Some were born just to be wild.
Lisa was wedged up to the grubby window of the last London train to Brighton, phone burning in her hand from rabid work messages. Her aching eyes rested on the other women sharing the carriage, their happy, harpy screeches piercing through the muddled mess of her mind. They were huddled like vultures over a cheap bottle of prosecco, pretty identikit outfits assembled with careful nonchalance. She felt toxic shards of bitterness spike her veins as she watched them laugh.
Lisa wasn’t so much older than them but she couldn’t imagine feeling happy and carefree again. Somewhere in the last few years she had lost the electricity of youth. Slowly the city had seemed to close around her and she felt like she was drowning in stagnant water, bullying weeds binding her snakelike to the gutters as new skyscrapers towered above her, the metal doors closing in her face, demanding answers to questions she didn’t understand. She sweated every night out, anxiety pressing its cruel thumbs on her throat as she knocked back hopeless Valium pills, fingernails always scraping at the bottom of the overdraft, burdened by ever more crippling debt for a wasted humanities degree at a half-rate university. She didn’t realise she was on the brink of exhaustion, that she could no longer see beyond the sorrowful, pathetic loser she thought herself to be, when something a little like fate and a lot like desperation stepped in and bought a late night ticket to the sea she loved so much and lived so far away from.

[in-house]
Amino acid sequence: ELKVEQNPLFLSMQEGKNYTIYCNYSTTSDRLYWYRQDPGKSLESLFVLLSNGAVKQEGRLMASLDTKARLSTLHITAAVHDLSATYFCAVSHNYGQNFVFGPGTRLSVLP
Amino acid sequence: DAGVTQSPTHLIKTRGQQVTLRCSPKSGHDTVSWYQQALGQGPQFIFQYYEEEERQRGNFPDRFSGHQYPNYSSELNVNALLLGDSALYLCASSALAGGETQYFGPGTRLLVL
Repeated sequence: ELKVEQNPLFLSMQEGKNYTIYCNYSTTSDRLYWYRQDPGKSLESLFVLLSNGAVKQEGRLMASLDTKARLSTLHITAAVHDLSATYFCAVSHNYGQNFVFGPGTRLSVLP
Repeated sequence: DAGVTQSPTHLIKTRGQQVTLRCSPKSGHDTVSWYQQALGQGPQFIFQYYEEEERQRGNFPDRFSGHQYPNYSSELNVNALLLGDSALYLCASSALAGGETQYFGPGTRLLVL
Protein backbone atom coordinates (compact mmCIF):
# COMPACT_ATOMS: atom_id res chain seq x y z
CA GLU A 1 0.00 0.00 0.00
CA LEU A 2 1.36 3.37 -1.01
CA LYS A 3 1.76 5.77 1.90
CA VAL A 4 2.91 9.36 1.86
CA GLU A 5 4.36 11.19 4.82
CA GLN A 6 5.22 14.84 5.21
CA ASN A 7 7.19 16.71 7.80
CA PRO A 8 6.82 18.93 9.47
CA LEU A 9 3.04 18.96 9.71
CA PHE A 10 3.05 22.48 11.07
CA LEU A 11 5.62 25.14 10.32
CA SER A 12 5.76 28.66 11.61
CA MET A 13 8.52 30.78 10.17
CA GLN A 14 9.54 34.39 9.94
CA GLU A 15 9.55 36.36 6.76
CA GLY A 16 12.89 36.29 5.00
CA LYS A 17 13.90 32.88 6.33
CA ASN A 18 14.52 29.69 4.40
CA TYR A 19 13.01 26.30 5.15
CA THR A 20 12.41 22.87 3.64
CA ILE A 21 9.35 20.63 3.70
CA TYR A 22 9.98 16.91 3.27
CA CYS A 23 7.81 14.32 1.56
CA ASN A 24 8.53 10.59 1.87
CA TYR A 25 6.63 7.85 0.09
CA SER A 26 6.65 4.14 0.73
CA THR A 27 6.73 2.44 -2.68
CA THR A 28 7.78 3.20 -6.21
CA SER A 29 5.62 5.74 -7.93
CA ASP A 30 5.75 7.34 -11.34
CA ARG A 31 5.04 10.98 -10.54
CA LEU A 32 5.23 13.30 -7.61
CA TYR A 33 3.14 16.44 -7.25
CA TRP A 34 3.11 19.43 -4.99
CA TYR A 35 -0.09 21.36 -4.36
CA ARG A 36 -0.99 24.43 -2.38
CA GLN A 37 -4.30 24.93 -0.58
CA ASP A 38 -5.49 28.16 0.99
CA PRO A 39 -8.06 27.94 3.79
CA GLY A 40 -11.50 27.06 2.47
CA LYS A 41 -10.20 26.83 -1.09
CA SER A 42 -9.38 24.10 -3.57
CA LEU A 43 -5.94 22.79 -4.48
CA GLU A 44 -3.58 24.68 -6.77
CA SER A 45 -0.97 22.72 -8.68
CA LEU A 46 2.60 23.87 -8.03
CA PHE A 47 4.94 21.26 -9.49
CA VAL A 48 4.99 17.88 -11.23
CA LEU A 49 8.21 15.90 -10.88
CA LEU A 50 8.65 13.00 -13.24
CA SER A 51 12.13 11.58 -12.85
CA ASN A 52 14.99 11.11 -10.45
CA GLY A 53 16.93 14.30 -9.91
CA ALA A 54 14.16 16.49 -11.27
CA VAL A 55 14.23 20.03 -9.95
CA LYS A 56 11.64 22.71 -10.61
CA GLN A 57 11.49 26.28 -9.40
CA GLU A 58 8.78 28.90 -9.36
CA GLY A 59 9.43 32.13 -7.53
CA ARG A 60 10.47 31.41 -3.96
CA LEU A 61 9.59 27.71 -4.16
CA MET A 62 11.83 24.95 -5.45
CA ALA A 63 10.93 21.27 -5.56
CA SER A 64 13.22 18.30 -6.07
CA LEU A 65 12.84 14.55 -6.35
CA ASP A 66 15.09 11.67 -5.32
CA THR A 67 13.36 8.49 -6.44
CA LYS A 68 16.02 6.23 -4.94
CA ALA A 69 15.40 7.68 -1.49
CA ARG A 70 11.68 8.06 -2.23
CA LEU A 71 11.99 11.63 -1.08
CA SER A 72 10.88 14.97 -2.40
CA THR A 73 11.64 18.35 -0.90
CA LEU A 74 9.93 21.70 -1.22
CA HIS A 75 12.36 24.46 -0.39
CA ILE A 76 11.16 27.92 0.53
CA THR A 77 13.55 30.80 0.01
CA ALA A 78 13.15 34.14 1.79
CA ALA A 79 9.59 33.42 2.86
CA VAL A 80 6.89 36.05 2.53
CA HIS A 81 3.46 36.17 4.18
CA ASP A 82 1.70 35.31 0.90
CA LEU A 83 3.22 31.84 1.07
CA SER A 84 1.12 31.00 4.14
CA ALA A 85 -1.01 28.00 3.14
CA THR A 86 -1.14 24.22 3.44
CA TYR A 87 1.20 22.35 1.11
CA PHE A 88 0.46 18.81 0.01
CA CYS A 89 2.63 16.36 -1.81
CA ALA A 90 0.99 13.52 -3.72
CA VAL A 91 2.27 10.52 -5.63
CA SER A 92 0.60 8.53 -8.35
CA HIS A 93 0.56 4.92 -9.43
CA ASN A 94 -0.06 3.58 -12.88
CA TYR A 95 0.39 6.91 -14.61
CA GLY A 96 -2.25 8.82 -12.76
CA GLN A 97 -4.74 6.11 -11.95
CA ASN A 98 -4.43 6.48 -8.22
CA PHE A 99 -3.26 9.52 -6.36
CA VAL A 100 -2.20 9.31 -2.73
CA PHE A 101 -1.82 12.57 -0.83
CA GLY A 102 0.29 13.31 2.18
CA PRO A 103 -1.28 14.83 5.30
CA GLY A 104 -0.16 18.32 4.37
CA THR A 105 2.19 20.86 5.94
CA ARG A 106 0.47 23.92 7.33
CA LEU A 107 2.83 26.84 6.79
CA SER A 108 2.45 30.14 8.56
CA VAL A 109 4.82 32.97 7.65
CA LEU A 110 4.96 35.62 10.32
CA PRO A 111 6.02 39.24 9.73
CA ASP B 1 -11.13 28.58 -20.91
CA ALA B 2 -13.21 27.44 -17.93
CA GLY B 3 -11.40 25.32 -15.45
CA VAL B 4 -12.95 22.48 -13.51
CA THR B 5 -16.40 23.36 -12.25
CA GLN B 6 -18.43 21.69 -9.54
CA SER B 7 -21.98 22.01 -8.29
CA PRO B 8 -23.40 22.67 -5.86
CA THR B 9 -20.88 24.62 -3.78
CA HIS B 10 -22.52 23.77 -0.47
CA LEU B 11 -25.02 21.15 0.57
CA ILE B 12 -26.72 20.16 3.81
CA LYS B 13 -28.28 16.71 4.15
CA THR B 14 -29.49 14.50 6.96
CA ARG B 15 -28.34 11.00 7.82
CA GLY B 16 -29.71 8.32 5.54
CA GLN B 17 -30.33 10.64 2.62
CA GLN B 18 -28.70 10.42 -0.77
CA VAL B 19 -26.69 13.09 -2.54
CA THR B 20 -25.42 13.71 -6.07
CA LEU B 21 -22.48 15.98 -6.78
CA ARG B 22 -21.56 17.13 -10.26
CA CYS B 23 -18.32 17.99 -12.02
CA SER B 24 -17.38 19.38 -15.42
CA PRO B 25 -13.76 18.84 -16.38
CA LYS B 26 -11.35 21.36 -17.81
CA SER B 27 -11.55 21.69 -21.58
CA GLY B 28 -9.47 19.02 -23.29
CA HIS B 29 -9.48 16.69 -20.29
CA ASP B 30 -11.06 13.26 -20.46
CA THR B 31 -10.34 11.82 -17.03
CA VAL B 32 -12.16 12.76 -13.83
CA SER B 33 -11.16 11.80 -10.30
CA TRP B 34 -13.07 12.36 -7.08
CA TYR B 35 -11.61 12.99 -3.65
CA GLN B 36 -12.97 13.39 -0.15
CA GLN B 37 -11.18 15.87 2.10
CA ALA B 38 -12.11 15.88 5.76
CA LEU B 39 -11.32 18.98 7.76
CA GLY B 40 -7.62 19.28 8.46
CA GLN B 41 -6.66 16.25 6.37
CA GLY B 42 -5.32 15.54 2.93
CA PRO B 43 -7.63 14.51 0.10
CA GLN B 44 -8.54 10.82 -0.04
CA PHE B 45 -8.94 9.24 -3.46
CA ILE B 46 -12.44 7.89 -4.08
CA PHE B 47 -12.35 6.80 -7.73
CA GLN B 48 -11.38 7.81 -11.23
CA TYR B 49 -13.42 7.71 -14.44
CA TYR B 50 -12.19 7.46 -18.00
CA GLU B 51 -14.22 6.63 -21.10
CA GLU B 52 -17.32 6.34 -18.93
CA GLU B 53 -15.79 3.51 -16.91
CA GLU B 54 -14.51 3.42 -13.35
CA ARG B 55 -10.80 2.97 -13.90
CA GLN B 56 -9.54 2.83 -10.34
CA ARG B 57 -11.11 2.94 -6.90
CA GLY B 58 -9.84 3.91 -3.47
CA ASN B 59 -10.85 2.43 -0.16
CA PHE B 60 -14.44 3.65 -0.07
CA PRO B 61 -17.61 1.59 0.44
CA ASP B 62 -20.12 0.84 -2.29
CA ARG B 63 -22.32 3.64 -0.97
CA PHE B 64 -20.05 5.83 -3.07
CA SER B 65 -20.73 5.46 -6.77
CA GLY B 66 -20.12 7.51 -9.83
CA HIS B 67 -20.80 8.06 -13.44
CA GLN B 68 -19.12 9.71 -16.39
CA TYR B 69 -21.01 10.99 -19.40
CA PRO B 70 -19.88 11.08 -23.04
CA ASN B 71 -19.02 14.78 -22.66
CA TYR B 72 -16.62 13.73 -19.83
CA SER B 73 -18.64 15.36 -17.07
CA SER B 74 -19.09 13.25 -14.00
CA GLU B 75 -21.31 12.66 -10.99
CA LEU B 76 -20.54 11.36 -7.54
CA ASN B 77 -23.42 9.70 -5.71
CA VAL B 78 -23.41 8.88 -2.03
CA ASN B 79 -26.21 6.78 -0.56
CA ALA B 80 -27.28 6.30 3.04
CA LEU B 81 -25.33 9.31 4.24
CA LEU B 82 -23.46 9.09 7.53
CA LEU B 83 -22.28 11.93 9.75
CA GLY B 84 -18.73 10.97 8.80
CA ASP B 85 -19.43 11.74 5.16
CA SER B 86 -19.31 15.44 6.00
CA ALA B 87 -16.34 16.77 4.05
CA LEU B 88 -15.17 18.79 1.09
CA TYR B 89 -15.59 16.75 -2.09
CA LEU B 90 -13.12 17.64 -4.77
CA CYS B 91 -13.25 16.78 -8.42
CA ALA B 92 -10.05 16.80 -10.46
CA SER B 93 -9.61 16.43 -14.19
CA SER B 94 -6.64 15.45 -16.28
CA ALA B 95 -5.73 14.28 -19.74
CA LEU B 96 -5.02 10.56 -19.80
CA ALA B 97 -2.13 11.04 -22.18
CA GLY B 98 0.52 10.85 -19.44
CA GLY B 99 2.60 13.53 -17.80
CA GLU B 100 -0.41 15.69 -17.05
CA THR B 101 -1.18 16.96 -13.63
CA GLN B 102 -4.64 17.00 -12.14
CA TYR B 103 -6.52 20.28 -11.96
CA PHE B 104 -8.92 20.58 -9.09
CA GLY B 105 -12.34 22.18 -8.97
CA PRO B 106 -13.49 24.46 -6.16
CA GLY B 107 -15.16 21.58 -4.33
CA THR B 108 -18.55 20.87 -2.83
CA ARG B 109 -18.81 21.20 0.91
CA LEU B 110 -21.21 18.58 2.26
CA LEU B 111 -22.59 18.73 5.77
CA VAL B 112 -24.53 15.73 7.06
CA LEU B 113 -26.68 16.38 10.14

She could smell the salt in the air as soon as the train doors opened and as she tumbled through the barriers she could feel the lactic acid that had tightly knotted her shoulders ease a little and she shifted her tired feet, swelling in too-tight leopard-print heels. The same heels her ex had called ‘foxy’ before he left her with an apathetic heart and an empty, longing womb. The underpass behind the station was usually crammed with sweat-stained pre-revellers at this time of night. Rowdy with feverish excitement, greedy hands still pawing at the barely hidden wraps of overpriced, alphabetised party drugs in their reclaimed rucksacks, their crows of excitement magnified down the dingy corridor, reggae beats humming from the pubs along the Lanes, rabbity shadows dancing up the walls like maniacal paper cut-outs, linked with ominous fragility at the elbow. Lisa thought of her friends back in London, her close coven of lupine pals who had once shared baths and sleepovers were now buying houses and getting promotions, lunch dates centred around spiralisers and mediocre erotic literature, stale paperbacks promoting ‘blistering hot’ sex. Lisa knew she’d lost them, the pack of she-wolves she used to run with were shrugging off the bond, sawing off those carnivorous teeth and seizing a life she couldn’t seem to grip. Lisa’s clothes never seemed to hang right, her thick scruffy, her nails bitten and unkempt. She was altogether untamed and unsuitable for entry into the adult world of civilised behaviour.